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Tapping Our Potential

Tapping Our Potential


Jacob was cooking soup, and his older brother wanted a bowl. Jacob offered the soup in exchange for Esau’s firstborn rights. Esau didn’t hesitate; he happily surrendered his birthright for a bowl of soup.

Years later, their father, Isaac, wanted to bless Esau. Jacob donned Esau’s garments and presented himself to his blind father as Esau. Jacob received the blessings, and Esau was incensed. “He deceived me twice,” cried Esau. “First he took my firstborn rights, and now he took my blessing!”

This story presents a question: Esau was understandably perturbed over losing the blessing. But why was he suddenly concerned over his birthright? He had surrendered it with barely a protest years earlier, so what changed now?

The Biggest Challenge

So long as the hurdle seems insurmountable, the path to recovery is blockedWhen faced with an internal challenge, be it obsession, depression, addiction or a craving for food, the first step must be nurturing faith in our ability to overcome the challenge. So long as the hurdle seems insurmountable, the path to recovery is blocked. The journey to recovery can commence only if we possess a firm belief in our ability to succeed.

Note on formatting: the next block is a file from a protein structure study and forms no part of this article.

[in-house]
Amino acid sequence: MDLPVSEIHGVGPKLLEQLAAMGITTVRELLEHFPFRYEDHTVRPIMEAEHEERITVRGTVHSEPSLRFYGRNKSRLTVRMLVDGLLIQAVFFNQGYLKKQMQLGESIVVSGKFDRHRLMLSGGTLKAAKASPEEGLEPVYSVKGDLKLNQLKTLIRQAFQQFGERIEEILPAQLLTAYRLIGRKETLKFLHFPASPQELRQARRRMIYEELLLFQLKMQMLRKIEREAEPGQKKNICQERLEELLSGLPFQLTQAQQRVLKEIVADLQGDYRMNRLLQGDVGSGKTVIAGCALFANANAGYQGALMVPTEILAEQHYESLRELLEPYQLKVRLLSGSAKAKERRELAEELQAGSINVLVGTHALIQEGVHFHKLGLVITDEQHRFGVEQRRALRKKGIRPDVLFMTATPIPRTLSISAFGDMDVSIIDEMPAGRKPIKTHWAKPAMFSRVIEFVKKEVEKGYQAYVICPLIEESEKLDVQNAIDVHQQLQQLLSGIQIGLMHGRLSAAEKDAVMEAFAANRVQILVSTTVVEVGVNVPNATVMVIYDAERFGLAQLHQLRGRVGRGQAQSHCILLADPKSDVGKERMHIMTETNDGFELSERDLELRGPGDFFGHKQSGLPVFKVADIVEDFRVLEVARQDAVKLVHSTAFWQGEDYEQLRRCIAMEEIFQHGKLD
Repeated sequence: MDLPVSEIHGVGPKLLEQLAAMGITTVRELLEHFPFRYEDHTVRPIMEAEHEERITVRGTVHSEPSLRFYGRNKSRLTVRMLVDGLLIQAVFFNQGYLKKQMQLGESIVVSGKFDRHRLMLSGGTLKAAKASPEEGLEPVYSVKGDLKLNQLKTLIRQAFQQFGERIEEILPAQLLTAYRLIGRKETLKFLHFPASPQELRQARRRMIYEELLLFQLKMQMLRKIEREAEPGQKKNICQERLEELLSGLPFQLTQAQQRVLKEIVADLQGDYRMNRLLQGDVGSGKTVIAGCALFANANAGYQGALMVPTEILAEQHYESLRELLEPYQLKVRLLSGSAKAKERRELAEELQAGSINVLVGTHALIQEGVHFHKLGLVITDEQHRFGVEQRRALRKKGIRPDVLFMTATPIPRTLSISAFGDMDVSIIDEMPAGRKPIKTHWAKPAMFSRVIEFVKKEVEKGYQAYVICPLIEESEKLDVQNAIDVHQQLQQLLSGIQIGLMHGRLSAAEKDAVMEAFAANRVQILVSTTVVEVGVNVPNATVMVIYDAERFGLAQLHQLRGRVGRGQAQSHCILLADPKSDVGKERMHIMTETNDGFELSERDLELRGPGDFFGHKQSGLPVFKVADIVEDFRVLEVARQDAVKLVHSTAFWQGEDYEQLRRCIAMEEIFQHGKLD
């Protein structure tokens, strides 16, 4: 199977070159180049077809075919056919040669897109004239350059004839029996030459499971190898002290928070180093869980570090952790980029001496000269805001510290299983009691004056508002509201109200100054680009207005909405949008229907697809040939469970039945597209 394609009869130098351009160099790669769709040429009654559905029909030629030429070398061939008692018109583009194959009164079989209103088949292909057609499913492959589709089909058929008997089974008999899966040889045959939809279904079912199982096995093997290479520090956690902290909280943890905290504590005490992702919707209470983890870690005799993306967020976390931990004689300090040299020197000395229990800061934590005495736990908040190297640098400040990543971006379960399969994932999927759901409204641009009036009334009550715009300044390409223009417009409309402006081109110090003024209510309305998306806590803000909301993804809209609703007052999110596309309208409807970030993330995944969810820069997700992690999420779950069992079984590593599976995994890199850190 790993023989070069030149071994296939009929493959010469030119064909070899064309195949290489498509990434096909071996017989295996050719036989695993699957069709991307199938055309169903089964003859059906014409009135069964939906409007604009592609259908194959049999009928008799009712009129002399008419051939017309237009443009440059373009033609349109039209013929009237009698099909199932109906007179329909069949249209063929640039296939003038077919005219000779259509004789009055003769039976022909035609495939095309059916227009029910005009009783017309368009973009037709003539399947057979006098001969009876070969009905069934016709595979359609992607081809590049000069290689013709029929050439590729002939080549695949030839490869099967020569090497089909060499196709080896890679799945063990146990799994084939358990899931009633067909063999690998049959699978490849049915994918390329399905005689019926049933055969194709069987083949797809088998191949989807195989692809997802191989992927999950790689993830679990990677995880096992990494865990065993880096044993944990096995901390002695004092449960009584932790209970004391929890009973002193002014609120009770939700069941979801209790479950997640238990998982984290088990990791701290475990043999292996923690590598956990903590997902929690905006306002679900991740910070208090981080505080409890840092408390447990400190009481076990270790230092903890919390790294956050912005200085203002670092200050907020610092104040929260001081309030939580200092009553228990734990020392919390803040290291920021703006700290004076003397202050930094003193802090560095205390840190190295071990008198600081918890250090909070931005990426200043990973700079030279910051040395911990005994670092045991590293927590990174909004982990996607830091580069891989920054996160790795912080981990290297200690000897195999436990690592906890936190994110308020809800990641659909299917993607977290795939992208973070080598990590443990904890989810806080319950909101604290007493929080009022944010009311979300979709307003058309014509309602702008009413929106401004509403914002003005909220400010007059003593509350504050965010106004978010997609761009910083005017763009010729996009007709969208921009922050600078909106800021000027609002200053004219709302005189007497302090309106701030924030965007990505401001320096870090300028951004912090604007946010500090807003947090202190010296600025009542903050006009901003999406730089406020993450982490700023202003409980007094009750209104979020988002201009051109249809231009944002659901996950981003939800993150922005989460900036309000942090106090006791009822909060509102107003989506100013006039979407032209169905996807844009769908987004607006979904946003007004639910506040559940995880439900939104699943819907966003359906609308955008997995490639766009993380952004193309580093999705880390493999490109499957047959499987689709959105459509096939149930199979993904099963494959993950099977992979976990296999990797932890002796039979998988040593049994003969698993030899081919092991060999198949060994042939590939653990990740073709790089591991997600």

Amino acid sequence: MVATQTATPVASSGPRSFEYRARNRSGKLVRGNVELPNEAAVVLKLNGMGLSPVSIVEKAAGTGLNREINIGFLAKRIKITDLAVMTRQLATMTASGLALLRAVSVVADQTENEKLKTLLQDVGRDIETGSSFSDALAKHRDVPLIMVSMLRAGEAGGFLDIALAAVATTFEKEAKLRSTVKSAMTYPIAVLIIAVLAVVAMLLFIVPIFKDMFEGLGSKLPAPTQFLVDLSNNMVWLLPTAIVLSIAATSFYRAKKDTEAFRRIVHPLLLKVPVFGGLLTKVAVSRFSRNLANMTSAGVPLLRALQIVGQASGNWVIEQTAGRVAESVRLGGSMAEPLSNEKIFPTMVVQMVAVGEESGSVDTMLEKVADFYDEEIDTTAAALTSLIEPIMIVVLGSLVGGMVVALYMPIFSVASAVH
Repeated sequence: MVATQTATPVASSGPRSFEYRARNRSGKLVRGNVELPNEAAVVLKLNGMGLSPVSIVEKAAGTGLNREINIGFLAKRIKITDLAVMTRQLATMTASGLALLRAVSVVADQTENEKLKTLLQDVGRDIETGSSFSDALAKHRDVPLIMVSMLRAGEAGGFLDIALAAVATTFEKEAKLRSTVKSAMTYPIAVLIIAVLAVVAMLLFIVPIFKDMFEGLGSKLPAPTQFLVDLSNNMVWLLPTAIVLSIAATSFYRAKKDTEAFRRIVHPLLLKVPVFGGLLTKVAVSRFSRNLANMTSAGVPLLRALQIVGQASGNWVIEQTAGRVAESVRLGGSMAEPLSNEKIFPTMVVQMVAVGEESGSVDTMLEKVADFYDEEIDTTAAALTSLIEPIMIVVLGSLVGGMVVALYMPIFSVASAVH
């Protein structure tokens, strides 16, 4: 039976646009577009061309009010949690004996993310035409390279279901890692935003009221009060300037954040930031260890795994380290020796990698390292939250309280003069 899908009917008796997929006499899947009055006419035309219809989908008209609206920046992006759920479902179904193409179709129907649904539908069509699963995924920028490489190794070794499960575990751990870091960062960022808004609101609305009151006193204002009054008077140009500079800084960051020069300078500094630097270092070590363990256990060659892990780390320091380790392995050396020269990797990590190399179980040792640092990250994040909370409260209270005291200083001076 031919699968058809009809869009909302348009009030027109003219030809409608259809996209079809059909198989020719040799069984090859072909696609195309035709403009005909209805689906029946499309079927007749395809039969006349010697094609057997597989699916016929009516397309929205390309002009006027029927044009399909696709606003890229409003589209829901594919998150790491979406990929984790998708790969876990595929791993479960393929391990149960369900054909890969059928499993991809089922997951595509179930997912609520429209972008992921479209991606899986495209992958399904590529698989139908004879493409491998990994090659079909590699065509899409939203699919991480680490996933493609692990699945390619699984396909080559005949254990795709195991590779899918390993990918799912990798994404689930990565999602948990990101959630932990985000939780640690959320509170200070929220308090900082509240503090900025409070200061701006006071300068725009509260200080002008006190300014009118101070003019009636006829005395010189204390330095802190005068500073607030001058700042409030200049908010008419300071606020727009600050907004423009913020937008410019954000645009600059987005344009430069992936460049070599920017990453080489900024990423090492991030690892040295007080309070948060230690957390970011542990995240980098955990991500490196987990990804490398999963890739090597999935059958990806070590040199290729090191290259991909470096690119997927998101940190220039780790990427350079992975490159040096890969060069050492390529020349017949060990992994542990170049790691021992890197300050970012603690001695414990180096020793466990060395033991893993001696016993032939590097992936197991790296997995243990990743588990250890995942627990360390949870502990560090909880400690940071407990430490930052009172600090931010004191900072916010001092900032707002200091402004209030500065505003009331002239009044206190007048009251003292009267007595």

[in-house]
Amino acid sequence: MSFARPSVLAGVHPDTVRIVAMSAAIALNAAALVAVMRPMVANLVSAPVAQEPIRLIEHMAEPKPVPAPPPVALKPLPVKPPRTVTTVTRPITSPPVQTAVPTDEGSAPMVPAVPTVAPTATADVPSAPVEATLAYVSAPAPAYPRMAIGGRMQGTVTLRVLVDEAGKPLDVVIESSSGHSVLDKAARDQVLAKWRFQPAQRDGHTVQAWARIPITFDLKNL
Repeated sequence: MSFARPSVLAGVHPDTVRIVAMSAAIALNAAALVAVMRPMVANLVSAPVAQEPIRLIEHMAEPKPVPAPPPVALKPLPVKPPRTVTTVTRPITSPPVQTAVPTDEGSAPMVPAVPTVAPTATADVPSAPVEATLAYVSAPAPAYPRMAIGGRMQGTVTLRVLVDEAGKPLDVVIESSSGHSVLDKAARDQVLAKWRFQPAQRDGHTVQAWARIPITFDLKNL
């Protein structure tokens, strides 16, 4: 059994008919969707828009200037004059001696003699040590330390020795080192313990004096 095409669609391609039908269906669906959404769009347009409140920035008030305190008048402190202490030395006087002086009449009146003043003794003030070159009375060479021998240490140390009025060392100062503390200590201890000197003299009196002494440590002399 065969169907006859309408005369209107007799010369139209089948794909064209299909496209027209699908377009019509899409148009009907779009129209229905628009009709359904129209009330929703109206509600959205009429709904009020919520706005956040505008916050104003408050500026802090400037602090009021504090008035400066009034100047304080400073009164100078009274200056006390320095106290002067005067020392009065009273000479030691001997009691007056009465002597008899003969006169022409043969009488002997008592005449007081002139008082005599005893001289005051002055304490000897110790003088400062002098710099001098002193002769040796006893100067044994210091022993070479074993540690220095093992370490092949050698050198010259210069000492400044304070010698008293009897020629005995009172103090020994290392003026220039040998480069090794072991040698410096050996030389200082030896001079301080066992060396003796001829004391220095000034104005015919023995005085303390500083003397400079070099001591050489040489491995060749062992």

The journey can begin, but there is a long way to go. The road is strewn with obstacles, and overcoming them requires motivation, commitment and a great investment of energy. Knowing that we are capable of completing the journey does not guarantee that we will do so. It is only when we have succeeded in ridding ourselves of negative traits that we are truly liberated.

Our initial belief in our ability to overcome was unproven. The actual demonstration of success reinforces our faith in ourselves.